The early part of my life had to be exactly what it was so that it could prepare me to become who I am today (and who I'm yet growing into). Yes, I'm a designer but I'm also a woman who's incredibly passionate about personal responsibility and self empowerment, especially as it pertains to women. Why? Because we are often taught--and even encouraged--to shrink. Don't be too confident. Don't talk too much. Don't curse. Pull your skirt down. Be nice. Keep the kids well dressed. Make a fresh meal every night. Look like you did at 17. Polish your nails. Be agreeable. Don't intimidate a man. Don't talk too much about your accomplishments. Put some earrings on. Keep the house clean. Take pride in "keeping your man". Be sweet. Don't ask for too much. Be a freak in bed. Make sure your pedicure is on point. Keep a Brazilian. Be humble. Wait your turn. Don't sleep with too many men. Get along with the group. Don't be so assertive. Be grateful you have a man. Look pretty. Don't be a know-it-all. And be quiet. OMG, it's straight up exhausting! And when we grow up being bombarded with these messages, it dulls our ability to trust in ourselves & our natural instincts. And let me tell you, a lack of trust never, ever turns out well. In any situation.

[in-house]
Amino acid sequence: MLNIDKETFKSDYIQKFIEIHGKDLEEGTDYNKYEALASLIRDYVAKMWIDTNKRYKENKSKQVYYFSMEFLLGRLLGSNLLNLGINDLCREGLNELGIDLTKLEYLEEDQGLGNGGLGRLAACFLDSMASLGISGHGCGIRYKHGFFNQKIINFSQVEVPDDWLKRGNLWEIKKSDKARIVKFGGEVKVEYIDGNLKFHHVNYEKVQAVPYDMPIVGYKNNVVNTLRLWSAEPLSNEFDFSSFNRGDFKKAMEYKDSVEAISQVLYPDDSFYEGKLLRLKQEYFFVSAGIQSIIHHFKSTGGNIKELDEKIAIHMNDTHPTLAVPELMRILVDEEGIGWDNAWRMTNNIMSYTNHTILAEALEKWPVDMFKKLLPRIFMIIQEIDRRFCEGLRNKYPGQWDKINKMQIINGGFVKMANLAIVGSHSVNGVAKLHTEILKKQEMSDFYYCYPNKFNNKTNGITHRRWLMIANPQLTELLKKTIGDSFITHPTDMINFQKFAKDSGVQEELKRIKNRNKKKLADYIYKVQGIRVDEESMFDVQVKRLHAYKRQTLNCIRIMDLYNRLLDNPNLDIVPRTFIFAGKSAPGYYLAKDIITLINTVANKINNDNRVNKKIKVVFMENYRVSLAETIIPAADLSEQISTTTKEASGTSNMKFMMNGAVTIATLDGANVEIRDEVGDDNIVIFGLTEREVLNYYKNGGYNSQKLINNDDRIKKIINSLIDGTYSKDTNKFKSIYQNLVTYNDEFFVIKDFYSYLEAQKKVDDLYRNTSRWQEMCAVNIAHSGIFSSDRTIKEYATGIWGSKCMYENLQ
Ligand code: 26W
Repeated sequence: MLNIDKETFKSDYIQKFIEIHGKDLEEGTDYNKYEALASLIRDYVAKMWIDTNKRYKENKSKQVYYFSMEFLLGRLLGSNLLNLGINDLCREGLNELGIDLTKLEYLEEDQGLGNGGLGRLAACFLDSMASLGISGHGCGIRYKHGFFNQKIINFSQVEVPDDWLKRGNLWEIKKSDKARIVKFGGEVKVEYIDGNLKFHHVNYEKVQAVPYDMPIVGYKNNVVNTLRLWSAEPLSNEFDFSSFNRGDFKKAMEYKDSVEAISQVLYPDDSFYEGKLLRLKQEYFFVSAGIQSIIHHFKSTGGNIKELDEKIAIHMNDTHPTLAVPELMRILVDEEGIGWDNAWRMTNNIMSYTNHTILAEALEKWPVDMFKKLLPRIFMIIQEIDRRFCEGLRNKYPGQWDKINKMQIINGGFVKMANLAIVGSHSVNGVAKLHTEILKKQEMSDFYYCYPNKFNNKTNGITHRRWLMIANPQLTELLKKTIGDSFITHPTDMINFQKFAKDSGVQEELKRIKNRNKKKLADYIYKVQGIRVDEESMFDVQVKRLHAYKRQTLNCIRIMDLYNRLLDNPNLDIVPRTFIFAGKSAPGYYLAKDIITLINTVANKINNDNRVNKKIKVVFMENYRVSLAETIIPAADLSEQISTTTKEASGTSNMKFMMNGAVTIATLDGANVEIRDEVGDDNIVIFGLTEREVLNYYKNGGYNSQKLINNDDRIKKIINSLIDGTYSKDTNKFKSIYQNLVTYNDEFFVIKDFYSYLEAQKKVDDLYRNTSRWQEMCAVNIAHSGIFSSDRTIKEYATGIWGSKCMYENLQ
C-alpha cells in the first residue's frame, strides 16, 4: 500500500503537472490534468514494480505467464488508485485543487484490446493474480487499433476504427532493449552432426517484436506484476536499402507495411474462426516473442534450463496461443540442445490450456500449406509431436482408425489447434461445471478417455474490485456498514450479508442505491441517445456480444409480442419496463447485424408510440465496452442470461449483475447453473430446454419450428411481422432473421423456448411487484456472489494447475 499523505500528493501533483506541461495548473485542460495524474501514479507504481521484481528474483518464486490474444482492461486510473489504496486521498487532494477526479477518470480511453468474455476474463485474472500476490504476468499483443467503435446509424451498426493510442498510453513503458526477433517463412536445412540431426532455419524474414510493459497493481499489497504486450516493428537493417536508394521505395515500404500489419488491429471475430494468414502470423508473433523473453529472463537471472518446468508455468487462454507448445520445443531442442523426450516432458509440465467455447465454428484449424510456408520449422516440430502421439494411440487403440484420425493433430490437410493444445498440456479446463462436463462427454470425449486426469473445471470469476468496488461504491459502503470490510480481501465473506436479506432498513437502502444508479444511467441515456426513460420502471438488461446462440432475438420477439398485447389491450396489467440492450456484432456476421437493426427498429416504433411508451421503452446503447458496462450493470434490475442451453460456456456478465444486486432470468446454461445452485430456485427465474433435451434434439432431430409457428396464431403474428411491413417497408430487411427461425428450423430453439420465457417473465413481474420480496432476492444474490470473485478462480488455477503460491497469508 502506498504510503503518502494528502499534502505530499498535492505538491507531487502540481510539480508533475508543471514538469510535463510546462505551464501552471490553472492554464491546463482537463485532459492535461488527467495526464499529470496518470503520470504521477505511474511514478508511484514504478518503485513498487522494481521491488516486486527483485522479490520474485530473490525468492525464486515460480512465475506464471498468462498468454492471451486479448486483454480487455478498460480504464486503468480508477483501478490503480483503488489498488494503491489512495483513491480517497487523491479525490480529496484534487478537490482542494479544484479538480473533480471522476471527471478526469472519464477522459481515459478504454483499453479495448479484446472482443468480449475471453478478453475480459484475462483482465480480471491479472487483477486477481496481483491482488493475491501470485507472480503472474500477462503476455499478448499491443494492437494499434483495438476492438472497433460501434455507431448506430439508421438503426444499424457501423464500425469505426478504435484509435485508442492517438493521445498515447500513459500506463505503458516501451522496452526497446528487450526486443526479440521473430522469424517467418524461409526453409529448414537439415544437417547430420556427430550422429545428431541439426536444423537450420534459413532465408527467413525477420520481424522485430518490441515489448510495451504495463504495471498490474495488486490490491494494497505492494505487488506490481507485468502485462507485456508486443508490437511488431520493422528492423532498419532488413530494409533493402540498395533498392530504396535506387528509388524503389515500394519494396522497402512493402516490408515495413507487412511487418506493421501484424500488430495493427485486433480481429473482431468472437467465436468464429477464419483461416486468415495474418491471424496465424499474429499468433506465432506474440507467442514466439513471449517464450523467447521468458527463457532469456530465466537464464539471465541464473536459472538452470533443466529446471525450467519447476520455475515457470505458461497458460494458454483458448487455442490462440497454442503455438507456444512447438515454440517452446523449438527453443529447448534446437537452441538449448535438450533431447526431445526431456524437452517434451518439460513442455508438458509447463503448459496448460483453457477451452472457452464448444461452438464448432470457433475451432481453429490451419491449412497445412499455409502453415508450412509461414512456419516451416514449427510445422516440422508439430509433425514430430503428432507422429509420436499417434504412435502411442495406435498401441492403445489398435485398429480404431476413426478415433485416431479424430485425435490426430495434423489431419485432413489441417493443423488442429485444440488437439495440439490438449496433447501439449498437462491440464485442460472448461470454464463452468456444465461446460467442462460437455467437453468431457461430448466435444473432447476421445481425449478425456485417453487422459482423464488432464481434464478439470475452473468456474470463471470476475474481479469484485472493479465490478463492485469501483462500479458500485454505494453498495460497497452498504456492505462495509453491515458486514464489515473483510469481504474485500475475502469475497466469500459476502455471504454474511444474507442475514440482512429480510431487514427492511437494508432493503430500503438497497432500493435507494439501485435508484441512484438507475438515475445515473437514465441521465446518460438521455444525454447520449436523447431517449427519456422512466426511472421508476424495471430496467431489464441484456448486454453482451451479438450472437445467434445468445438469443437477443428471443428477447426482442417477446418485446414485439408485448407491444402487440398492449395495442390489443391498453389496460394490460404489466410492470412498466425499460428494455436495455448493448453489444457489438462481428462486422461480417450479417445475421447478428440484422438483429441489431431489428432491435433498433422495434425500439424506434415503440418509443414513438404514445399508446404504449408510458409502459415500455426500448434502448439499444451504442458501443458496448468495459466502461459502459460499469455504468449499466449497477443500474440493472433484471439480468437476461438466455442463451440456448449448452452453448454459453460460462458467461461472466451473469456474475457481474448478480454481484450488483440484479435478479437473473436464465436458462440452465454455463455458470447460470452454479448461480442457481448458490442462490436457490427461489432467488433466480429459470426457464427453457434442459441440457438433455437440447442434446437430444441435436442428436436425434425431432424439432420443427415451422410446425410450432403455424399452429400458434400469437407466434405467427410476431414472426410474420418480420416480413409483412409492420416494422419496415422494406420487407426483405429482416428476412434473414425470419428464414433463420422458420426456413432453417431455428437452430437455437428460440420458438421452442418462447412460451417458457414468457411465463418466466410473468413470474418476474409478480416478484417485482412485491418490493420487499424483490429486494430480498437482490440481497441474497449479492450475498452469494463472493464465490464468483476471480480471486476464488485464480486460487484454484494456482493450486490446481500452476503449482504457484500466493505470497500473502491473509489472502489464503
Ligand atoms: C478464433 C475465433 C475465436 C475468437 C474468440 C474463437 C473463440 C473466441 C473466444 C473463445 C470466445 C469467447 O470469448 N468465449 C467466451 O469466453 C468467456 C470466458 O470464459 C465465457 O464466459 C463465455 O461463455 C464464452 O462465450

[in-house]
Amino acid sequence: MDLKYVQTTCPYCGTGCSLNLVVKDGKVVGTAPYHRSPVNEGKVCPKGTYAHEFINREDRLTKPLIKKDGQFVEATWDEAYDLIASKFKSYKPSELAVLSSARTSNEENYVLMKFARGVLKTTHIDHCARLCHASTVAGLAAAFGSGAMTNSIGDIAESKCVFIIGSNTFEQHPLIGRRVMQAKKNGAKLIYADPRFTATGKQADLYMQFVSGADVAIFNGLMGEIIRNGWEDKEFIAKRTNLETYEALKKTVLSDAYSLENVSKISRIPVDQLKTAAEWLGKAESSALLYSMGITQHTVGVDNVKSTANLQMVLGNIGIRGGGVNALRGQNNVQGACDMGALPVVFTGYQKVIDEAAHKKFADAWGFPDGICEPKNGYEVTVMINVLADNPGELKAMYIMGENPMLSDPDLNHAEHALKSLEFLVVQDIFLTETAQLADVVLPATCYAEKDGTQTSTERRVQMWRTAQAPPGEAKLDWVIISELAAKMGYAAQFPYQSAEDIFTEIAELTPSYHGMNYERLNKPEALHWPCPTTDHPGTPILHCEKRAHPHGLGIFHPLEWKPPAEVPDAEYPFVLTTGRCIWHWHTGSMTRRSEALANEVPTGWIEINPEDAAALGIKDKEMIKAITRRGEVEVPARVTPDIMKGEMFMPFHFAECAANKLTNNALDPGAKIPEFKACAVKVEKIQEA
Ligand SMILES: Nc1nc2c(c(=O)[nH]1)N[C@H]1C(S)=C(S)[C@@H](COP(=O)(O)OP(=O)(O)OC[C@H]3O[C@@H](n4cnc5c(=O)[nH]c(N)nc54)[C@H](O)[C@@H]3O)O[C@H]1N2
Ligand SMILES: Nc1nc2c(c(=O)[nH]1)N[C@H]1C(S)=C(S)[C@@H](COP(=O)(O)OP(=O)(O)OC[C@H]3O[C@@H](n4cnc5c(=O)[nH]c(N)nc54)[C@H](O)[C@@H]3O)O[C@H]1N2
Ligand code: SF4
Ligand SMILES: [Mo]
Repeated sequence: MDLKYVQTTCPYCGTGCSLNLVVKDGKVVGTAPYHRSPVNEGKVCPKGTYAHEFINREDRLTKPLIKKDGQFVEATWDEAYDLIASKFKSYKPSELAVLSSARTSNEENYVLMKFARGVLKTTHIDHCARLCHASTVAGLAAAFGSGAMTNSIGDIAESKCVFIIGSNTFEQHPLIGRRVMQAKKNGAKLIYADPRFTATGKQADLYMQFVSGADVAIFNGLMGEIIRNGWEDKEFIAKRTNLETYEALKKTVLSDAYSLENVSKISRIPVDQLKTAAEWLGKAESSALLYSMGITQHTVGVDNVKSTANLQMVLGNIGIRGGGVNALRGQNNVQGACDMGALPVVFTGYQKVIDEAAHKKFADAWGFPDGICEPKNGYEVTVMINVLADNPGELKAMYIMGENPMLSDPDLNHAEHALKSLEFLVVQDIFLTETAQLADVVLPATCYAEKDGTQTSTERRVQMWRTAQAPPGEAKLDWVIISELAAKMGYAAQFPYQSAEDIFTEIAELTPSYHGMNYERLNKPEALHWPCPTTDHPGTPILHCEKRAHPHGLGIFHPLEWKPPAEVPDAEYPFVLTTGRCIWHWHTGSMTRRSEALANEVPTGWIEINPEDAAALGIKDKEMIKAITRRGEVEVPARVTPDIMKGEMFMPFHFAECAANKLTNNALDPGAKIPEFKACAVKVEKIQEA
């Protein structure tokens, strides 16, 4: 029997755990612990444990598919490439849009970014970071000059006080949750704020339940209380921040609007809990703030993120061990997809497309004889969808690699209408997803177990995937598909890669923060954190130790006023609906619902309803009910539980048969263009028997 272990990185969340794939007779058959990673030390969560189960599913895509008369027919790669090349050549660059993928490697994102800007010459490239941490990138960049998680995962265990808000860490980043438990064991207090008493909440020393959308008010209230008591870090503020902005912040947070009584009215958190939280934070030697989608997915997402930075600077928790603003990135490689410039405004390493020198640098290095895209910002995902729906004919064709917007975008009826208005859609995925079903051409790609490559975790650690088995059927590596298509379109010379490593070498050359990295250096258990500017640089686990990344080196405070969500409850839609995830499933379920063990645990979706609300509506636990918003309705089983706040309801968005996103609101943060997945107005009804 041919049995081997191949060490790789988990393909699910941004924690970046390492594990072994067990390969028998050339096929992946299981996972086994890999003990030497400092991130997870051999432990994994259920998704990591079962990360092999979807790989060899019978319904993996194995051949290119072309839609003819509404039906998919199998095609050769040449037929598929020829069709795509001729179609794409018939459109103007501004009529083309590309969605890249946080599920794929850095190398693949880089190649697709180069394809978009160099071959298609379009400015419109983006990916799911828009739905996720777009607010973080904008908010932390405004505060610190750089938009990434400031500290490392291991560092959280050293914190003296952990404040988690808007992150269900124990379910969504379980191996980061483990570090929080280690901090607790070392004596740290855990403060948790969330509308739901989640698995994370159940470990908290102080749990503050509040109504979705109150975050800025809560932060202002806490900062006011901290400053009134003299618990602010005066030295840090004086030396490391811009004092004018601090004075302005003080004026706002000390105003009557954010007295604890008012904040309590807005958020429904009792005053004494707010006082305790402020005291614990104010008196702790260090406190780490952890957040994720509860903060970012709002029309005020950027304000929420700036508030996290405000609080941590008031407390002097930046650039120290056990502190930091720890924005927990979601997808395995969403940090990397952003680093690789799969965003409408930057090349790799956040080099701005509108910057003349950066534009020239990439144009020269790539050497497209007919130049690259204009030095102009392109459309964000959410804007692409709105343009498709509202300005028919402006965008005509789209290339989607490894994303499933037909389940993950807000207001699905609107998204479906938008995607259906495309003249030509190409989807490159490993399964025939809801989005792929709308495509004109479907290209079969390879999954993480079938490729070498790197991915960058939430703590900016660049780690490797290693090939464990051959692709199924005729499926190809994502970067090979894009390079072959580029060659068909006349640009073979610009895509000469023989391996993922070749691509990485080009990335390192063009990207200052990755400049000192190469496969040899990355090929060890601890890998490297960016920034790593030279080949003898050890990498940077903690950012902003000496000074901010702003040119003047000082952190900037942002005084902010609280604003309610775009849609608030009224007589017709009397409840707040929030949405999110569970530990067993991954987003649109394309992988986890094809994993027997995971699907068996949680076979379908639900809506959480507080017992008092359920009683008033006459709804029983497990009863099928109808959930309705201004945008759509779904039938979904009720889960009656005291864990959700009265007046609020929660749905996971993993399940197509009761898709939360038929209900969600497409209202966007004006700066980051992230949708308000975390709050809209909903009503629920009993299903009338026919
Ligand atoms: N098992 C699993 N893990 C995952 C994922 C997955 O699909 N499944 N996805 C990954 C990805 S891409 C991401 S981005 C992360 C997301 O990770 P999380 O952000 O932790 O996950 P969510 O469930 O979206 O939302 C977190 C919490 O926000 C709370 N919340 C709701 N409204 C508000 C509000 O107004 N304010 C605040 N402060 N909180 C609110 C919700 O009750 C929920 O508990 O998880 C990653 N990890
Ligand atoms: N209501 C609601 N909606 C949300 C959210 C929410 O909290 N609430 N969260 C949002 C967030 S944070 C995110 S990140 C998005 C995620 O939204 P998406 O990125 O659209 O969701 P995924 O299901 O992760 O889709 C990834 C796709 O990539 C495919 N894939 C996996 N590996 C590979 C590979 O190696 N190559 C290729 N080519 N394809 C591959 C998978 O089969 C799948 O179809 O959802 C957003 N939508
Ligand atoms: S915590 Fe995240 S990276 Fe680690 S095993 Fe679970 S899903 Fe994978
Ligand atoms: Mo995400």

We learn to shrink at home, we learn it in school, we learn it from our fathers, brothers & boyfriends, we learn it from our mothers, colleagues at work & women in our social circles. But it's time to start unlearning some of that stuff if you truly intend on embodying your highest vision of yourself. And here's the catch: only you can do this unlearning for yourself. It is not your parent's job, your best friend's job or your spouse's responsibility to make you feel good about who you really are. That is purely an inside job, my little sugar muffin. Making someone responsible for your wholeness is too much power to give any one person (or group of people) over your life. And once I really understood this--realizing that I didn't have to wait for other people to change because I could change MYSELF, a whole new world opened up to me. There may have been certain things I feel like I didn't learn in childhood but those very things have become my platform NOW (Looka Gawd!). To remember that at ALL times, it is not only my right but my responsibility to EMPOWER MYSELF. To make choices that are soul affirming. To stand in my power at all times and not hand it over to someone else. To fill in my own gaps and not expect someone else to do it for me. And to remember that the only things I really need are the things that come from within.